'Terminal velocity' is what the average Joe might call 'final speed'. It is simply the point at which the forces acting on a body reach equilibrium, and acceleration stops.
Generally terminal velocity is used in reference to an object falling through the atmosphere. Gravity causes it to accelerate towards the Earth's surface, but air resistance causes drag, which slows it down. When these two forces are in equilibrium, the falling object remains at a constant velocity, the 'terminal velocity'.
The exact speed of the terminal velocity depends on the shape of the falling object (which determines drag) and the density of the atmosphere (which determines resistance). A human without a parachute has a terminal velocity of about 56.08 m/s (184 ft/s), or roughly 200kph (124 mph).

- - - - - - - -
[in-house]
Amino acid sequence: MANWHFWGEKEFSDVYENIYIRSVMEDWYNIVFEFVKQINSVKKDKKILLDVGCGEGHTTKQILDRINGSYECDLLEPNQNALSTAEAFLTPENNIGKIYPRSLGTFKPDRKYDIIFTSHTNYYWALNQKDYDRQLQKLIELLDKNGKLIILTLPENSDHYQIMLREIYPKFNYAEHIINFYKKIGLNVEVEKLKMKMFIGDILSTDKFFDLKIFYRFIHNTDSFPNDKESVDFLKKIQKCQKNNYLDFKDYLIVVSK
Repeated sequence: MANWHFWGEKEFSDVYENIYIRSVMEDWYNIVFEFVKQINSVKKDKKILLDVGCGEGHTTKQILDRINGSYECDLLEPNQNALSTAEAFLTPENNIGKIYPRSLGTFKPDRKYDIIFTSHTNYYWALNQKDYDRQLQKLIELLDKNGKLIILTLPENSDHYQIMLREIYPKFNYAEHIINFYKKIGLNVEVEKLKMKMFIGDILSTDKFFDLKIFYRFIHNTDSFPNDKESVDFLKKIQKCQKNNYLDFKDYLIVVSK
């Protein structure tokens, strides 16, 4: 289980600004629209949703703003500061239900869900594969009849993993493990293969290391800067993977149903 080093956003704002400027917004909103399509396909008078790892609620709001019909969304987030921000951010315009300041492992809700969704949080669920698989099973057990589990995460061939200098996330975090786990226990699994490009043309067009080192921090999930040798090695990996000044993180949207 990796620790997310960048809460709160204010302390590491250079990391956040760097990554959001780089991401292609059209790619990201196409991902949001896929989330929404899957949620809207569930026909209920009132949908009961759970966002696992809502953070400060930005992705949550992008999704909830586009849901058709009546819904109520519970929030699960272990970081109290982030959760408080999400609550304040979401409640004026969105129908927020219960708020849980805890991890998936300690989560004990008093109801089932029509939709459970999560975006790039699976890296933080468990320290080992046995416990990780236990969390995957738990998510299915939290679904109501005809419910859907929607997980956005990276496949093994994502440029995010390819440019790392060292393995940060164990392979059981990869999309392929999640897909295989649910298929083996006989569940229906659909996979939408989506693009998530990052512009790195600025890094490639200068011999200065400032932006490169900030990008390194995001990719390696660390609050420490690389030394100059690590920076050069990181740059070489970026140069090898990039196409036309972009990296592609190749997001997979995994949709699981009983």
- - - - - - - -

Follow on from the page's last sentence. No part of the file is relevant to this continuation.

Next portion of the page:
The exact speed of terminal velocity is hard to determine for a few reasons. First, you cannot actually ever reach terminal velocity, as an object approaches its terminal velocity asymptotically; terminal velocity is only ever approximated, although it can be approximated very, very closely. Moreover, when talking about objects moving through the atmosphere, air density increases as you approach the Earth's surface, at the rate of about 1% per 80 meters (262 ft). This means that the terminal velocity decreases as you descend.
Although we usually refer to terminal velocity as the highest speed a person or object reaches as it falls, this is not always the case. A skydiver speeds up to reach terminal velocity, but a meteor entering the Earth's atmosphere would slow down until it reaches terminal velocity (or the Earth's surface, whichever comes first). Terminal velocity is used in all branches of fluid dynamics, and you can refer to terminal velocities of objects moving through liquids or even plasma. The equations for determining terminal velocity can become quite complex once you move out of the Earth's atmosphere.